Of all the owners, executives, GMs, and other management types in the NBA, few approach Mark Cuban and Daryl Morey in terms of openness with the media. Neither is afraid to speak their mind, and neither has a reputation for pulling any punches.
That’s part of why their first-round matchup is among the most interesting. There’s also the Chandler Parsons saga from last summer, and a rivalry that’s been simmering for a while, but the main sources of fuel for that fire are Morey and Cuban. And, in the NBA playoffs, where familiarity breeds animosity, it’s only fair to expect some sparks to fly.
It just didn’t seem like it’d be this early.
Here’s what Cuban said in a Grantland feature from Kirk Goldsberry:
If Cuban’s 2011 experience taught him anything, it’s that a team with a smart coach, or a hot player, can suddenly outthink or outplay a team with a much higher seed. Playing against the same opponent over and over again, with less travel and no back-to-backs, favors certain kinds of tacticians and certain kinds of players.
When coaches like Carlisle and Gregg Popovich have time to hone their game plans against a single opponent, suddenly that corner 3 that was there all year dries up, or that basic defensive rotation that was rock-solid all season is coming a second too late. In the playoffs, teams with limited game plans get exposed. Conveniently, Cuban believes that Houston, his team’s first-round opponent in this season’s playoffs, is one of the most one-dimensional teams in the playoffs.
“[The biggest difference is] practice time. There’s no more predictable team than the Rockets. You know exactly what they’re gonna do,” he says. “But James Harden is so good. That’s what analytics have begot. Right? Predictability. If you know what the percentages are, in the playoffs, you have time to counter them. Whether you’re good enough to do it is another question. Because they are very talented, and James Harden, I think, is the MVP. Because that’s not a very good team over there.”
Interesting to see Cuban refer specifically to analytics, a concept that, in the NBA world, is often associated with Morey. Also interesting how Cuban manages to compliment Harden and say that the Rockets are “very talented” while also saying they’re “not very good.” He’s got a knack for that.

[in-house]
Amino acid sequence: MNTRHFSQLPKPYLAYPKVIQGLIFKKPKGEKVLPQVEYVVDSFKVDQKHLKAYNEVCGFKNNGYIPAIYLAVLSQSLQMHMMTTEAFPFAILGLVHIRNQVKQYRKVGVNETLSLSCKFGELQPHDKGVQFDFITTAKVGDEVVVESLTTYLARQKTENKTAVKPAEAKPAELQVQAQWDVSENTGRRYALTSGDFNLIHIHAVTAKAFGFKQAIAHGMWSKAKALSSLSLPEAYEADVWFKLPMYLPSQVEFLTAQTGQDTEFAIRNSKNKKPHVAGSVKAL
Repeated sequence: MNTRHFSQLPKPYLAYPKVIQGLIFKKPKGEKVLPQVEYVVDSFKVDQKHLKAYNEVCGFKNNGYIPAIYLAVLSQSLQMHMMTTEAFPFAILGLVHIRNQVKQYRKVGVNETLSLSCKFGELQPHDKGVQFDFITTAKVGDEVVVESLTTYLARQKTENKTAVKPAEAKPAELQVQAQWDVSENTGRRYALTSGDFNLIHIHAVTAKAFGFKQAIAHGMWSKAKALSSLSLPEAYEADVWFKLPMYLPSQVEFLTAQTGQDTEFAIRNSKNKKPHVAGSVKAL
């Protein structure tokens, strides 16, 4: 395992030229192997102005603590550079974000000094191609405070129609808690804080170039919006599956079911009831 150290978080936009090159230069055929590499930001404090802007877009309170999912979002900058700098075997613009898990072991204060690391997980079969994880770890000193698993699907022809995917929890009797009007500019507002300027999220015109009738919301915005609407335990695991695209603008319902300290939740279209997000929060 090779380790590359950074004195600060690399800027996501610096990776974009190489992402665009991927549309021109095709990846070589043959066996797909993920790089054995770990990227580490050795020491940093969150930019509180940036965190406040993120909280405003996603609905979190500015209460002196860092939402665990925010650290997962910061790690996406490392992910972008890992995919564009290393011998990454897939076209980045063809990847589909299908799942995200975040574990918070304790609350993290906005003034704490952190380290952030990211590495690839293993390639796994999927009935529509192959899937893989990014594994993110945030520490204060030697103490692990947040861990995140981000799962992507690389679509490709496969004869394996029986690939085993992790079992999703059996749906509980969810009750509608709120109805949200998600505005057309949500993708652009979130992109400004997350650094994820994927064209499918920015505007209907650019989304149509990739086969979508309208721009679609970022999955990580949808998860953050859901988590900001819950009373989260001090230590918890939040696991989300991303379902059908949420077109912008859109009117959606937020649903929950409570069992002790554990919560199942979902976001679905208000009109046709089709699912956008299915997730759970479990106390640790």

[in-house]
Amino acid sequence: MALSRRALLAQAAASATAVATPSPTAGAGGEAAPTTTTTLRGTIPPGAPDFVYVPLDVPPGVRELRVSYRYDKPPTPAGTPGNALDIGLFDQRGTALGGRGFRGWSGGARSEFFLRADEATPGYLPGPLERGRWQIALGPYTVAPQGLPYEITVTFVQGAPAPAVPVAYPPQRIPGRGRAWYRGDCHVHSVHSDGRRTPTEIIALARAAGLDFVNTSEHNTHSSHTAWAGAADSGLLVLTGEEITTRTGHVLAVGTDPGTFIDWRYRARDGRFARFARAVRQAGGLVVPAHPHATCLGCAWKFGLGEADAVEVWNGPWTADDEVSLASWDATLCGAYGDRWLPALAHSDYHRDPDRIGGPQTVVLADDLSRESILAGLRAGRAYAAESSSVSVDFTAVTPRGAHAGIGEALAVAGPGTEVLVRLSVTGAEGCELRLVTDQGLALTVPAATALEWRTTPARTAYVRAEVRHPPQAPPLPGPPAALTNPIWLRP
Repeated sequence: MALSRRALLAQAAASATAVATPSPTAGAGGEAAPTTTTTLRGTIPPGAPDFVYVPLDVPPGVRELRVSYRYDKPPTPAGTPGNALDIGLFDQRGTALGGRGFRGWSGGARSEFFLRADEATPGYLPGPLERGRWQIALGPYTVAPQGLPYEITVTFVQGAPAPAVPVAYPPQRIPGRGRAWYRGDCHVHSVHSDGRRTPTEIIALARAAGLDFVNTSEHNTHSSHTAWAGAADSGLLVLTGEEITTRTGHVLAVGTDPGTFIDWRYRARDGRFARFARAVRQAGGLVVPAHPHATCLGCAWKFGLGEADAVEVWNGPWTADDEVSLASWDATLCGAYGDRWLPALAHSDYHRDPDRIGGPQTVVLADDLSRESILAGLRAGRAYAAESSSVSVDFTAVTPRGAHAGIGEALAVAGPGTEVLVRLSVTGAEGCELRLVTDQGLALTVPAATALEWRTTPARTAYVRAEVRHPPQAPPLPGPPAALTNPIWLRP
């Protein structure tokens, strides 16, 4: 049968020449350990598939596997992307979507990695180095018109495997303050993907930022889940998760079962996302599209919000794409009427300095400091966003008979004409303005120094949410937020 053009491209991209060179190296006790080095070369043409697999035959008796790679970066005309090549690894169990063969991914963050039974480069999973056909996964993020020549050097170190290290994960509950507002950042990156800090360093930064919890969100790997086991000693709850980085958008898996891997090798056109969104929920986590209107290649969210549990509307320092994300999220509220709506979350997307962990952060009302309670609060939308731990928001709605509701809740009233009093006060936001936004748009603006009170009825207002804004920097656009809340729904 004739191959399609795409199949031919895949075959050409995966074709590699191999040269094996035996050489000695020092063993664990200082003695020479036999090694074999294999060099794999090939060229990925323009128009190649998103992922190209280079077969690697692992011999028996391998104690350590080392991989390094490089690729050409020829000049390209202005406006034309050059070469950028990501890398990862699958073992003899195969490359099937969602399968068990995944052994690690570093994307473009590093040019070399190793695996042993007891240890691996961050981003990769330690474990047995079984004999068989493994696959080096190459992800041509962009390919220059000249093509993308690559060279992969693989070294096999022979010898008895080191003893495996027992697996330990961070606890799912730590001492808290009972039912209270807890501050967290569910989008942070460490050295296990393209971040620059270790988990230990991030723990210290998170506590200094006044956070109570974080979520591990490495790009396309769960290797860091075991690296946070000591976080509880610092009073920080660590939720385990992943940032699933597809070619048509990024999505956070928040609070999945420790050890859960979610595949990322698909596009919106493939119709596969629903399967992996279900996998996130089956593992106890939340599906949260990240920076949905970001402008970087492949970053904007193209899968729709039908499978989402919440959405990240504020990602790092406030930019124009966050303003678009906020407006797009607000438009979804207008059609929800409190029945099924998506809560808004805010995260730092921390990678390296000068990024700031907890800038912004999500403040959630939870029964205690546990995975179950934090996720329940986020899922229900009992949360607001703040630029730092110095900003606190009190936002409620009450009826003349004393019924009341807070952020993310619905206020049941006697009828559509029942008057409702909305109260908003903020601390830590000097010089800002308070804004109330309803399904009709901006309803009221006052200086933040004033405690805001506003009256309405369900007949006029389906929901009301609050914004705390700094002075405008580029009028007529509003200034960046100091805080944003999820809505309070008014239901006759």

DERRICK ROSE IS BACK
I didn’t get to watch a ton of playoff games today, but what caught my eye in the bits of the Bucks-Bulls game I did see was one play from Derrick Rose: he drove along the baseline, towards the hoop, hung in the air seemingly forever, waited for the defender to sail right by, and only then laid it in off the glass. It was gorgeous. It was the sort of play few guys can make. It was the sort of play Derrick Rose used to make every night.
The lights dimmed, and the pump-up songs filled United Center. Fans stood, and spotlights circled the arena. The word “playoffs,” in red lighting, flashed on the floor. The Bulls’ starting lineup for Game 1 of their Eastern Conference series against Milwaukee was introduced, and the public-address announcer had a long-awaited treat for the home crowd.
“Frrrooom Chicago,” he bellowed, “No. 1, Derrick Rose!”
The rafters seemed to shake.
Rose was returning to the playoff stage for the first time since another April Saturday three years ago. That was the day he tore his left anterior cruciate ligament, derailing one of the N.B.A.’s most promising young careers and setting Rose off on a journey of injury, recovery and soul-searching. But on this Saturday, the pain of the past three years seemed, finally, behind him.
Rose, 26, was not perfect, but he was close. The league’s most valuable player in 2010-11, he scored 23 points in 27 minutes while shooting 9 of 16 from the floor and adding seven assists in a 103-91 win over the Bucks.
He made his presence known early, catching the ball on the wing, splitting two defenders and flying toward the rim for a layup. He later threw down a thunderous two-handed dunk on a fast break, helping to ignite a second-quarter run that pushed Chicago’s lead to double digits. In the third quarter, he drilled three 3-pointers and then stepped to the free-throw line to chants of “M.V.P.! M.V.P.!”
“I only had, like, three goals tonight, and that was to have fun, have no expectations and to compete,” Rose said.
WHAT’S NEXT FOR KHRIS MIDDLETON?
While Khris Middleton’s focus is on helping the Bucks win the series, his own performance could have a significant impact on his impending free agency.
Middleton will become a restricted free agent on July 1 and figures to draw interest from several teams.
While most observers would agree the 6-7 Middleton has made nice strides this season, his stats during the regular season don’t necessarily bear that out.
• Middleton played 82 games last season, 79 this season. He started 58 games this season, down from the 64 last season.
• He averaged 30 minutes this season, just as he did last season.
• His scoring average this season was 13.4, slightly up from last year’s 12.1.
• He shot 44 percent from the field last year and 47 percent this season. His 3-point percentage was 41 percent last year and this year.
• He averaged 4.4 rebounds this season, slightly up from last year’s 3.8.
Several NBA execs said they expect Middleton to sign a multi-year deal this summer for around $8 million annually although, with a big playoff series, that figure could undoubtedly rise.